first_img5 Outdoor Activities for Beating Office Burnout sarah perez As the Consumer Electronics Show (CES 2011) kicks into high gear this week in Las Vegas, we’re again seeing a number of 3D-enabled products from TVs to tablets to mobile devices. It’s the second (or is it third?) coming of 3D, it seems, and this time around it’s often glasses-free.Much of the development around the technology is concerned with bringing 3D to your living room, such as is the case with the 3D-enabled TVs from LG and Toshiba, for example, Samsung’s 3D LED monitors, or the addition of 3D movies to the streaming service VUDU, which can pipe Hollywood entertainment directly into your living room. But 3D is showing up on other screens, too – mobile phonesand tablets, gaming devices and mobile 3D DTV devices – although still in early forms.But before you go all in, early-adopting this new craze, there’s a little tidbit of not-inconsequential data you need to know first.3D Impacts Vision Development, Says Toshiba Related Posts 9 Books That Make Perfect Gifts for Industry Ex… Tags:#Analysis#Multimedia#news#NYT#Real World#Trends#Video Services#web Apparently, viewing 3D images, even the glasses-free kind, can negatively impact the vision development in small children. According to a report from The Wall St. Journal, both Nintendo and Toshiba have recently issued warnings about the vision damage that could occur when children under six view 3D video images. To quote, Toshiba’s warning says that “due to the possibility of impact on vision development, viewers of 3D video images should be aged 6 or older.”?Outside the U.S., a Japanese 3D consortium with members like Samsung and LG for example, has issued similar warnings, the WSJ reported.That sounds serious, right?Engadget recently downplayed the dangers though, specifically referencing Nintendo CEO Reggie Fils-Aime’s statement from six months prior that his company’s warning is only in place because children, especially young children, have eyes that are not fully-formed. In other words, it’s no big deal.But the warnings, you should know, aren’t just your run-of-the-mill precautions (do not eat silica gel packets, do not leave child alone with plastic bag) – they’re based on the recommendations of an electronics industry group’s recommendations, Toshiba says. The company’s TV marketing chief, Yuji Motomura declined to tell the WSJ which one, however.We think we may have an idea. The unnamed group could be the well-known [email protected] Consortium, especially considering it recently held a meeting on an oddly related topic: using 3D to diagnose vision problems in young children.Wait: 3D Identifies Vision Problems in Children? Doesn’t Cause It? 4 Keys to a Kid-Safe App According to [email protected]’s website, the group met on Dec. 7 in San Diego to discuss several topics relating to vision standards, including the “promotion of the benefits of utilizing stereo viewing for diagnosing and improving vision in children and adults.” In fact, reads the article, “early research by experts has shown that binocular vision issues, which inhibit successful perception of 3D images, are often linked with reading and comprehension issues in children.”Or, more simply put, vision issues mean other developmental problems may be present. And 3D technology could help identify these problems.Well now, that sounds great, right?On the conference’s home page, a session regarding “special issues related to 3D and children” was held mid-day on the 7th. Included in this session was a presentation by Dr. Maureen Powers of the Gemstone Foundation, a research institute in California. You can read through it for yourself here. In it, she described several issues related to viewing 3D images. To save you time, the conclusion is that a large number of school-aged children have binocular vision problems and a relatively large number have binocular dysfunction.What This MeansWhat this means, says Dr. Powers, is that while most children will be fine viewing 3D, but some children will not be comfortable – in fact, the group experiencing discomfort may be as high as 25%. Some of the children will complain, some will not and some will be so uncomfortable that they will not watch 3D video images at all or play games. The best guess at this time is that latter group will be about 5% to 10% of school-age children. This early research has clearly resulted in the “recommendations” to warn against 3D viewing by small children by the hardware manufacturers like Toshiba, we would guess, as it’s believed that these types of problems fade as children age. (Dr. Powers notes that it’s expected that children will “differ from adults” in terms of discomfort and related issues).At the end of the day, what this really means is that tech enthusiast or not, it may be unwise to plop your smallest children in front of 3D movies like Avatar or Toy Story, for example, and it may be unwise for you to do the same. There’s actually very little research in the effects of long-term 3D viewing on children and adults.Until now, 3D video viewing has been a somewhat isolated experience – a movie here and there, where you wear silly shades for a couple of hours. But with the advancements in the technology, there’s an industry-wide push to 3D-enable all your screens, before the research on what happens by doing so is even complete.And for that reason, manufacturers are prescribing caution, at least for children. What 3D-related warning labels will crop up in the future for the rest of us is still unknown.Image credits: plant – Callipygian, phone – PocketLint, TV – Toshiba 12 Unique Gifts for the Hard-to-Shop-for People…last_img read more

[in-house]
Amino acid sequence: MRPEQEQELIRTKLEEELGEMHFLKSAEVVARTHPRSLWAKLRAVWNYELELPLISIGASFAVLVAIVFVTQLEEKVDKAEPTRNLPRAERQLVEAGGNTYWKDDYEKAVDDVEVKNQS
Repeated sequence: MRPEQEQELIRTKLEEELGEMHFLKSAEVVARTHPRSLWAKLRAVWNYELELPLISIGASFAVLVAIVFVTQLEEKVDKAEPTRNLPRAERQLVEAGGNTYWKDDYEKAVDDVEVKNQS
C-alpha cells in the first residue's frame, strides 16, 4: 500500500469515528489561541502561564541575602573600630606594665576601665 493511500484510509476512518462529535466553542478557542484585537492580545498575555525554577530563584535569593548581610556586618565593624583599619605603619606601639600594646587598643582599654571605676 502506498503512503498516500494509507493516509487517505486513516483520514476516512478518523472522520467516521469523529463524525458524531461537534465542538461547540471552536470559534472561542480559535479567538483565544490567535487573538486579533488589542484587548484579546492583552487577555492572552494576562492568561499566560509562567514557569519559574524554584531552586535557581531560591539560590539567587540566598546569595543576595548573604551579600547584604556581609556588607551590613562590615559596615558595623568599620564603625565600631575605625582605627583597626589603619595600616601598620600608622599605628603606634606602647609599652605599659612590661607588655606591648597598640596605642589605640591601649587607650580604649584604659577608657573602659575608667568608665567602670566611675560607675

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Cartoon: And the Winner is…